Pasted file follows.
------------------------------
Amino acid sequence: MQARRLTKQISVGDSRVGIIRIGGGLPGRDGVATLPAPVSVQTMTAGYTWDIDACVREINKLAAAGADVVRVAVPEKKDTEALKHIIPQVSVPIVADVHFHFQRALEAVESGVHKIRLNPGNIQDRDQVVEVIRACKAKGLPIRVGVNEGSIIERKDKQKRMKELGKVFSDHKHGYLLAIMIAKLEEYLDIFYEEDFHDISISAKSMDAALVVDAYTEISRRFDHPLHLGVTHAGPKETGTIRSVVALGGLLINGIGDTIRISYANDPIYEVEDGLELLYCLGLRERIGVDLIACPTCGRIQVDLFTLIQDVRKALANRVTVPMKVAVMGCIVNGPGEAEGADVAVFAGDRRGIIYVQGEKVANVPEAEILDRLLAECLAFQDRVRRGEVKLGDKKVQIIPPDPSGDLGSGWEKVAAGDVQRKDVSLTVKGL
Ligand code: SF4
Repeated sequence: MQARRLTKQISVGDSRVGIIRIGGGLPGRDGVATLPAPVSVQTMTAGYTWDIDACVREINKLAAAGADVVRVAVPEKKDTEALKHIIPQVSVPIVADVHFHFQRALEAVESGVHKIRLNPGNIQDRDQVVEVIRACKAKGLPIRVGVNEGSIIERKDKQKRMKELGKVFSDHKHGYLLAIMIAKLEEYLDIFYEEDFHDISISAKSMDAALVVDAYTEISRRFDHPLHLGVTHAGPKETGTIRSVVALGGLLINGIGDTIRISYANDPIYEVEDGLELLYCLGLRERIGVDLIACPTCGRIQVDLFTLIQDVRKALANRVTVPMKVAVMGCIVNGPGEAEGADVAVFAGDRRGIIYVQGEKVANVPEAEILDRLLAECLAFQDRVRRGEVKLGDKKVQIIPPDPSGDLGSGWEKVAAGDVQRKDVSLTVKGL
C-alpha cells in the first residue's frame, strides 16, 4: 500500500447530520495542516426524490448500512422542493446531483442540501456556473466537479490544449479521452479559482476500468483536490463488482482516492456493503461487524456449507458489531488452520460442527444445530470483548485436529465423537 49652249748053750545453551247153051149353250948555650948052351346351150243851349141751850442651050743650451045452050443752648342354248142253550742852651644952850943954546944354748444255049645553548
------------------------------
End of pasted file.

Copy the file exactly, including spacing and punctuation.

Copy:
Amino acid sequence: MQARRLTKQISVGDSRVGIIRIGGGLPGRDGVATLPAPVSVQTMTAGYTWDIDACVREINKLAAAGADVVRVAVPEKKDTEALKHIIPQVSVPIVADVHFHFQRALEAVESGVHKIRLNPGNIQDRDQVVEVIRACKAKGLPIRVGVNEGSIIERKDKQKRMKELGKVFSDHKHGYLLAIMIAKLEEYLDIFYEEDFHDISISAKSMDAALVVDAYTEISRRFDHPLHLGVTHAGPKETGTIRSVVALGGLLINGIGDTIRISYANDPIYEVEDGLELLYCLGLRERIGVDLIACPTCGRIQVDLFTLIQDVRKALANRVTVPMKVAVMGCIVNGPGEAEGADVAVFAGDRRGIIYVQGEKVANVPEAEILDRLLAECLAFQDRVRRGEVKLGDKKVQIIPPDPSGDLGSGWEKVAAGDVQRKDVSLTVKGL
Ligand code: SF4
Repeated sequence: MQARRLTKQISVGDSRVGIIRIGGGLPGRDGVATLPAPVSVQTMTAGYTWDIDACVREINKLAAAGADVVRVAVPEKKDTEALKHIIPQVSVPIVADVHFHFQRALEAVESGVHKIRLNPGNIQDRDQVVEVIRACKAKGLPIRVGVNEGSIIERKDKQKRMKELGKVFSDHKHGYLLAIMIAKLEEYLDIFYEEDFHDISISAKSMDAALVVDAYTEISRRFDHPLHLGVTHAGPKETGTIRSVVALGGLLINGIGDTIRISYANDPIYEVEDGLELLYCLGLRERIGVDLIACPTCGRIQVDLFTLIQDVRKALANRVTVPMKVAVMGCIVNGPGEAEGADVAVFAGDRRGIIYVQGEKVANVPEAEILDRLLAECLAFQDRVRRGEVKLGDKKVQIIPPDPSGDLGSGWEKVAAGDVQRKDVSLTVKGL
C-alpha cells in the first residue's frame, strides 16, 4: 500500500447530520495542516426524490448500512422542493446531483442540501456556473466537479490544449479521452479559482476500468483536490463488482482516492456493503461487524456449507458489531488452520460442527444445530470483548485436529465423537 49652249748053750545453551247153051149353250948555650948052351346351150243851349141751850442651050743650451045452050443752648342354248142253550742852651644952850943954546944354748444255049645553548